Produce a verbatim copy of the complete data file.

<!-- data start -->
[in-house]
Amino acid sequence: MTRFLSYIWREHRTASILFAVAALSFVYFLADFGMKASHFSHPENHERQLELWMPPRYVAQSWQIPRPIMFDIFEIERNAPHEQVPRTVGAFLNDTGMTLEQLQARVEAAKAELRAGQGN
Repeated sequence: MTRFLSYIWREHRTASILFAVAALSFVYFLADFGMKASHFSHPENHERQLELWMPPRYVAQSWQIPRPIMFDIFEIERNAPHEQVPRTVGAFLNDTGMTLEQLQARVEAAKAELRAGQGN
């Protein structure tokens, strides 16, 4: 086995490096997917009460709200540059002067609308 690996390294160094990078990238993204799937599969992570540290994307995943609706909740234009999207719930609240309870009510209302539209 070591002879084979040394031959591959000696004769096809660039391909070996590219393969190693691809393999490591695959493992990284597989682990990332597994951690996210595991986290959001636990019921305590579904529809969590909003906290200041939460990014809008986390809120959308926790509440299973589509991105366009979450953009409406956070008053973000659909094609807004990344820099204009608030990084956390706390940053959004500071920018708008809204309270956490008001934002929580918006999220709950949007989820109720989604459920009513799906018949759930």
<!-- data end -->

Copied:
[in-house]
Amino acid sequence: MTRFLSYIWREHRTASILFAVAALSFVYFLADFGMKASHFSHPENHERQLELWMPPRYVAQSWQIPRPIMFDIFEIERNAPHEQVPRTVGAFLNDTGMTLEQLQARVEAAKAELRAGQGN
Repeated sequence: MTRFLSYIWREHRTASILFAVAALSFVYFLADFGMKASHFSHPENHERQLELWMPPRYVAQSWQIPRPIMFDIFEIERNAPHEQVPRTVGAFLNDTGMTLEQLQARVEAAKAELRAGQGN
């Protein structure tokens, strides 16, 4: 086995490096997917009460709200540059002067609308 690996390294160094990078990238993204799937599969992570540290994307995943609706909740234009999207719930609240309870009510209302539209 070591002879084979040394031959591959000696004769096809660039391909070996590219393969190693691809393999490591695959493992990284597989682990990332597994951690996210595991986290959001636990019921305590579904529809969590909003906290200041939460990014809008986390809120959308926790509440299973589509991105366009979450953009409406956070008053973000659909094609807004990344820099204009608030990084956390706390940053959004500071920018708008809204309270956490008001934002929580918006999220709950949007989820109720989604459920009513799906018949759930």